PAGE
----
Explain death to little children, lest it kills them when they are older and they mourn without intent, never really letting the dead ones go, wishing them birthdays long after they have passed, keeping even the minutest of memories alive. Explication means when they look at deceased people’s pictures, they will not cringe, but be strong enough to reminisce about them without falling apart. We are born, and we die, and the space in between is mercy, this we should teaching little children to cherish it, and not to fear it.
Some epiphanies arrive long after we’ve been vacuumed by experience. When we were 13, father got a better job, and we were forbidden from parading our bodies past the graveyard shortcut to school. We did not, at all, find it sadistic that the trip to school led past the graveyard. It was like having free access to an underworld. Father insisted that a car with other children in it will fetch me at his gate every morning and drop me there in the afternoon. This was met by much protest, not only from me, but from mother and the graveyard-adventure team. But I do not think that mother knew that we used the graveyard route, in her mind we were little obedient children who used the route that she and dad took when they were in school, the route where they probably must have met, and fell in love.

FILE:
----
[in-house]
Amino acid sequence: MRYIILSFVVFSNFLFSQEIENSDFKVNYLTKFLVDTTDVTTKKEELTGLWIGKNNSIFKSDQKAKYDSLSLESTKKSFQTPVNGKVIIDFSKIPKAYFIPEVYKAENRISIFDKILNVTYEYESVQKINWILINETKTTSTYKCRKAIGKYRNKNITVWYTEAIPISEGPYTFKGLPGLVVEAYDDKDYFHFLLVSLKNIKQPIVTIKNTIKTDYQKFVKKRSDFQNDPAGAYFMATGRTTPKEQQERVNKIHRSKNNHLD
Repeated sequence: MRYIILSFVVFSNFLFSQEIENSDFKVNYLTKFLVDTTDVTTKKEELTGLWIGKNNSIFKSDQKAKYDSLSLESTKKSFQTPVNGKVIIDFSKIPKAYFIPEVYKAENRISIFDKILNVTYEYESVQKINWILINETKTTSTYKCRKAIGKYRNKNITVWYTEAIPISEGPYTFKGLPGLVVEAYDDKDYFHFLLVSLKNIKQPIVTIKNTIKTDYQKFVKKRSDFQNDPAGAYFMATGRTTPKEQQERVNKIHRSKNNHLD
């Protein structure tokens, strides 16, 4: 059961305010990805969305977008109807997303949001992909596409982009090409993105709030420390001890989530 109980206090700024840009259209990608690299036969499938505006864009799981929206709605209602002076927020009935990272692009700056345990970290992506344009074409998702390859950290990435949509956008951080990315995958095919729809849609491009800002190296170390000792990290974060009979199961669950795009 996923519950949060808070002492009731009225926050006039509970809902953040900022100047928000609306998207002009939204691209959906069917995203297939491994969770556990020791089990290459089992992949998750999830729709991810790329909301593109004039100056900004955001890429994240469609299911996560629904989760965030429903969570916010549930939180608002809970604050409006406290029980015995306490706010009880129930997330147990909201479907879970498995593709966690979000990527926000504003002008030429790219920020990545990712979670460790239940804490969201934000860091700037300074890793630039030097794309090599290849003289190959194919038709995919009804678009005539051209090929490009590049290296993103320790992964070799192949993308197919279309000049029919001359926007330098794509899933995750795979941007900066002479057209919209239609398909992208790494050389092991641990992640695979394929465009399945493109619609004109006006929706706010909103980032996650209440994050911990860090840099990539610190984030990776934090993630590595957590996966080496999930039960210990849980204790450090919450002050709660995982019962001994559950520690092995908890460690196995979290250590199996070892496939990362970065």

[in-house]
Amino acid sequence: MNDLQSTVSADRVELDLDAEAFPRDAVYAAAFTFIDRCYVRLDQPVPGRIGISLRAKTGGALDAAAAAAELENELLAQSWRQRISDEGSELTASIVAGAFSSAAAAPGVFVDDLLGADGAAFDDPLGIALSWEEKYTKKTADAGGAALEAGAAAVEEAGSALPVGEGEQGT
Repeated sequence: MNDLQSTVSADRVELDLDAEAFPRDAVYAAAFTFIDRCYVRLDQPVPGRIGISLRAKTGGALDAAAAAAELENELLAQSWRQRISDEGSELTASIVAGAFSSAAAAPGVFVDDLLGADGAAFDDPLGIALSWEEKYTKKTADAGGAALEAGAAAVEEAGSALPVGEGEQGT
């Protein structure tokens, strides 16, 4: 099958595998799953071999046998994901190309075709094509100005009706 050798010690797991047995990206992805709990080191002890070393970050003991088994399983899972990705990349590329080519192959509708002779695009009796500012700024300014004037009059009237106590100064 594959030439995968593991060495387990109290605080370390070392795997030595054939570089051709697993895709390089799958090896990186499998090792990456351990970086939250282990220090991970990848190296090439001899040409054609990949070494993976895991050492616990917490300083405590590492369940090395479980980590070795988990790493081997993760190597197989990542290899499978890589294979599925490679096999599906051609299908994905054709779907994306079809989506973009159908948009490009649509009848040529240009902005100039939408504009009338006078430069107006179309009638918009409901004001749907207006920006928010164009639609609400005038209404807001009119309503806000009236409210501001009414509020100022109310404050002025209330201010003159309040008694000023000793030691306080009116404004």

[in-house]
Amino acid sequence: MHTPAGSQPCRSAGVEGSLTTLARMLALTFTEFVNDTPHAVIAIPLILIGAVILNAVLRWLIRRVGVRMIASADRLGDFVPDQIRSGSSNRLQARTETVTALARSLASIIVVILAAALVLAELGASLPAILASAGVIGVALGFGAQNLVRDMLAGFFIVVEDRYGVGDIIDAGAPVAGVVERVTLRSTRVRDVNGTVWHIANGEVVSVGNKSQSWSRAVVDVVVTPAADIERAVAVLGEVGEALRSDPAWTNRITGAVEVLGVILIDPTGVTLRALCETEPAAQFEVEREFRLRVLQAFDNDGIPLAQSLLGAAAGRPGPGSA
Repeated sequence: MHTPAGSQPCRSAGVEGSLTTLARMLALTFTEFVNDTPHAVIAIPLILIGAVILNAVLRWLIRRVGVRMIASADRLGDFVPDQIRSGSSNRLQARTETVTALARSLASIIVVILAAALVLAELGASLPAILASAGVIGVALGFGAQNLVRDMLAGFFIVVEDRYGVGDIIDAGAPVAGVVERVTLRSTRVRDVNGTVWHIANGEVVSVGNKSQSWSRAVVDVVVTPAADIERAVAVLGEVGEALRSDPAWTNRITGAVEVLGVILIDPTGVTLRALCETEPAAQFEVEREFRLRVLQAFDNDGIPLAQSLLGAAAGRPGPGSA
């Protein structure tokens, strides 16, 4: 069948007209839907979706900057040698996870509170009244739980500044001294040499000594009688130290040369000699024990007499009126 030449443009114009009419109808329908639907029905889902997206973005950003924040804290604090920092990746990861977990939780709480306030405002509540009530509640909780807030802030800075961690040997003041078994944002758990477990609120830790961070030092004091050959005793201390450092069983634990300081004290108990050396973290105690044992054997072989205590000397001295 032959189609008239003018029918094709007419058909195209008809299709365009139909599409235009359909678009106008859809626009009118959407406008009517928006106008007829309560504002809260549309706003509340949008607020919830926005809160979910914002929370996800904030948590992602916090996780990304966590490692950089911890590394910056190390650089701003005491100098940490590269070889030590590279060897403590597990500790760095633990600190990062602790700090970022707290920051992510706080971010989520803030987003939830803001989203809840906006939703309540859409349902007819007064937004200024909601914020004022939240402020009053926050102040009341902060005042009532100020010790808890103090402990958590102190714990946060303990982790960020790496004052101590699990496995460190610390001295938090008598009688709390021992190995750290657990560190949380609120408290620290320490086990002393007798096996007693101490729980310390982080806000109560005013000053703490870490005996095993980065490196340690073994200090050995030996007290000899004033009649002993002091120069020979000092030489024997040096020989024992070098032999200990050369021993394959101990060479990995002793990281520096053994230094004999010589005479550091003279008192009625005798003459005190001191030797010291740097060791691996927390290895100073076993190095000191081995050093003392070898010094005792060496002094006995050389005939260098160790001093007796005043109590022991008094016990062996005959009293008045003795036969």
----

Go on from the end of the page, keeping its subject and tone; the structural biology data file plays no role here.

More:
Our love for the graveyard was not love per se, it was broadening our horizons, imagining and making up family trees. Funny how our graveyard adventures were more fulfilling than school itself. “To the far east this week, right buddies?” Sam suggests. We took turns to decide which part of the graveyard we would barricade with our unsolicited visits. This week, to the east we went. Learning how to pronounce different surnames on tombstones and make up identities for those whose families could not afford tombstones as yet.
You see the graveyard taught us more about friendship and life itself more than our parents were willing to explain. Did you know that Ma’Masondo is survived by 5 children and not 3, as we have come to be told? We wondered where the other children were, if these graves with the same surnames finally made peace and live in harmony in heaven, harmony which conflict over the family house denied them on Earth.
We of course outgrew our cult-like pass-time. We outgrew most things not because we became less ignorant, but ironically our sense of autonomy fades as we get older, we worry about being called witches, about being mocked about things that enrich us, maybe not in the most conventional of ways.
The irony of the graveyard is that I visited strangers more than I do now my deceased parents.
Photo: Hazel Fasaha Tobo